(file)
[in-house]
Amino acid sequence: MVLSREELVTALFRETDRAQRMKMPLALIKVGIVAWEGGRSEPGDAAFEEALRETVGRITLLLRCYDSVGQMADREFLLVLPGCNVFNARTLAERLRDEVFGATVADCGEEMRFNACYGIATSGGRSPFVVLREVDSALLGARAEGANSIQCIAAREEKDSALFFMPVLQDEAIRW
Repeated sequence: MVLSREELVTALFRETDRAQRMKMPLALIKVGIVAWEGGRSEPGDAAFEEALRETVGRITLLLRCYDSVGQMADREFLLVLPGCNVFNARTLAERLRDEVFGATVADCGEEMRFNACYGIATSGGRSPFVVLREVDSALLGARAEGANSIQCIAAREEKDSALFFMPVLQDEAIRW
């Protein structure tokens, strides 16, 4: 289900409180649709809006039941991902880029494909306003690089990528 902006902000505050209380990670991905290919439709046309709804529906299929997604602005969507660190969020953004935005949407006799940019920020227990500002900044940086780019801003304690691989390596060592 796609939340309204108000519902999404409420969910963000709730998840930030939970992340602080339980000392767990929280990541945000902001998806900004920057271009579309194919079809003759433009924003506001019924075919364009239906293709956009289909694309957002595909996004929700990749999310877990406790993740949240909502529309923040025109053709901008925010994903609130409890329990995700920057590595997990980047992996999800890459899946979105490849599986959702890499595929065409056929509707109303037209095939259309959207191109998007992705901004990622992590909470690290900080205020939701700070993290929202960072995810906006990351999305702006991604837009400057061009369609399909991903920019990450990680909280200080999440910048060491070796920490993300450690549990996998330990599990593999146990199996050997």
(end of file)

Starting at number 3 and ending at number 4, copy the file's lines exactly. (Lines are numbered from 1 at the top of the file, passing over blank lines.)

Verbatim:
Repeated sequence: MVLSREELVTALFRETDRAQRMKMPLALIKVGIVAWEGGRSEPGDAAFEEALRETVGRITLLLRCYDSVGQMADREFLLVLPGCNVFNARTLAERLRDEVFGATVADCGEEMRFNACYGIATSGGRSPFVVLREVDSALLGARAEGANSIQCIAAREEKDSALFFMPVLQDEAIRW
């Protein structure tokens, strides 16, 4: 289900409180649709809006039941991902880029494909306003690089990528 902006902000505050209380990670991905290919439709046309709804529906299929997604602005969507660190969020953004935005949407006799940019920020227990500002900044940086780019801003304690691989390596060592 796609939340309204108000519902999404409420969910963000709730998840930030939970992340602080339980000392767990929280990541945000902001998806900004920057271009579309194919079809003759433009924003506001019924075919364009239906293709956009289909694309957002595909996004929700990749999310877990406790993740949240909502529309923040025109053709901008925010994903609130409890329990995700920057590595997990980047992996999800890459899946979105490849599986959702890499595929065409056929509707109303037209095939259309959207191109998007992705901004990622992590909470690290900080205020939701700070993290929202960072995810906006990351999305702006991604837009400057061009369609399909991903920019990450990680909280200080999440910048060491070796920490993300450690549990996998330990599990593999146990199996050997």